Regexp -how to match this?


#1

what kind of pattern will match the part of sentence before a
tag?

for instance:
for this sentence:
This forum is connected to a mailing list that is read by thousands of people.

it’ll match:
This forum is connected to a mailing list that is read by


#2

On 4/9/07, Nanyang Z. removed_email_address@domain.invalid wrote:

what kind of pattern will match the part of sentence before a
tag?

for instance:
for this sentence:
This forum is connected to a mailing list that is read by thousands of people.

it’ll match:
This forum is connected to a mailing list that is read by

/^.*?(?=<span)/

This is a little loose since it treats anything starting with “<span”
as a span tag.

Breaking it down:

^ - start of string

.*? - 0 or more characters, non-greedy, otherwise this would match
everything up to the LAST “<span” in the string, in stead of the first
which is what I suspect you really want.

(?=<span) - This is a zero-length lookahead, this means that “<span”
must occur just after what has been matched, but it will not be part
of the match itself.

HTH


Rick DeNatale

My blog on Ruby
http://talklikeaduck.denhaven2.com/


#3

On 09.04.2007 15:28, Nanyang Z. wrote:

what kind of pattern will match the part of sentence before a
tag?

for instance:
for this sentence:
This forum is connected to a mailing list that is read by thousands of people.

it’ll match:
This forum is connected to a mailing list that is read by

One way to do it:

irb(main):022:0* s=‘This forum is connected to a mailing list that is
read by <span
irb(main):023:0’ class=“wow”>thousands of people.’
=> “This forum is connected to a mailing list that is read by
<span\nclass=“wow”>thousands of people.”
irb(main):024:0> s[/\A(.*?)<span/, 1]
=> "This forum is connected to a mailing list that is read by "

robert


#4

Rick Denatale wrote:

/^.*?(?=<span)/

thanks.

BTW, what is “Duck Typing”?


#5

Using the old saying,
“If it walks like a duck and talks like a duck, then it is a duck.”
It means deciding something is a duck if it seems to be a duck.
Part of the principle of least surprise [to Matz]


#6

On 4/9/07, Nanyang Z. removed_email_address@domain.invalid wrote:

Rick Denatale wrote:

/^.*?(?=<span)/

thanks.

BTW, what is “Duck Typing”?

Well, here’s some of what I’ve written on the subject:
http://talklikeaduck.denhaven2.com/articles/tag/ducks

I’d suggest looking at them starting with the oldest one (they are in
reverse chronological order).


Rick DeNatale

My blog on Ruby
http://talklikeaduck.denhaven2.com/


#7

Nanyang Z. wrote:

BTW, what is “Duck Typing”?

PickAxe 2nd Edition (and probably the freely available 1st Edition) have
a nice, interesting and very readable chapter covering that.

In a nutshell: What the other’s have already said.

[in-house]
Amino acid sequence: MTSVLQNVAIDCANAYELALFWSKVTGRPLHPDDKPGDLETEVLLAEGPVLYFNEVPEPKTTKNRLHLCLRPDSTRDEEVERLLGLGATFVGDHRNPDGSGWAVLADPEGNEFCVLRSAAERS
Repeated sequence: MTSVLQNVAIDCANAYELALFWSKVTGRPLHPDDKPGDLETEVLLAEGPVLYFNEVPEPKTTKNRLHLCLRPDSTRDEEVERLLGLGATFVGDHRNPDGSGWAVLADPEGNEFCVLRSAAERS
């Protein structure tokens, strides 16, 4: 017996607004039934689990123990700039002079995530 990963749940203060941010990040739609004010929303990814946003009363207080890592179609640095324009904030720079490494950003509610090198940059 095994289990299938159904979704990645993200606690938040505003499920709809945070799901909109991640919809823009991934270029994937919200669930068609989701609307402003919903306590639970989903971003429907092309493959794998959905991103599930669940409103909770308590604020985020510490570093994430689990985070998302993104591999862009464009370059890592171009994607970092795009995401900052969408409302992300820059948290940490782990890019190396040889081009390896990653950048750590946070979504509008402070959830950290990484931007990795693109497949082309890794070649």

Phillip “CynicalRyan” Gawlowski
http://cynicalryan.110mb.com/

Rule of Open-Source Programming #6:

The user is always right unless proven otherwise by the developer.


#8

Rick Denatale wrote:

(?=<span) - This is a zero-length lookahead, this means that “<span”
must occur just after what has been matched, but it will not be part
of the match itself.

so ?= makes pattern lookAHEAD. How to make pattern lookBEHIND?

for instance:

example sentence:
This forum is connected to a mailing list that is read by thousands of people.

question:
how to make a Regexp to match the words followed by the tag?

a /</span>.*/ will include the tag, which isn’t what I want.


#9

Gavin K. wrote:

Just because you consume them doesn’t mean you have to use them. Use
parentheses to saved parts of text extracted by your regular
expression.

I’m trying to code one method(with one regexp input) to extract any part
of a given string.

but now it seems a fix method is very hard to accomplish this job.


#10

On Apr 10, 7:00 am, Nanyang Z. removed_email_address@domain.invalid wrote:

so ?= makes pattern lookAHEAD. How to make pattern lookBEHIND?

http://phrogz.net/ProgrammingRuby/language.html#extensions

Zero-width positive and negative lookaheads are supported in Ruby’s
regexp engine in 1.8. Zero-width lookbehind assertions are not
supported by the current regexp engine. (However, they are supported
by Oniguruma, the regexp engine used in 1.9 and future builds of
Ruby.)

example sentence:
This forum is connected to a mailing list that is read by thousands of people.

question:
how to make a Regexp to match the words followed by the tag?

Just because you consume them doesn’t mean you have to use them. Use
parentheses to saved parts of text extracted by your regular
expression.

irb(main):001:0> str = ‘is read by thousands
of people.’
=> “is read by <span class=“wow”>thousands of people.”

irb(main):002:0> str[ /</span>(.+)/, 1 ]
=> " of people."

irb(main):003:0> %r{(.+)}.match( str ).to_a
=> [" of people.", " of people."]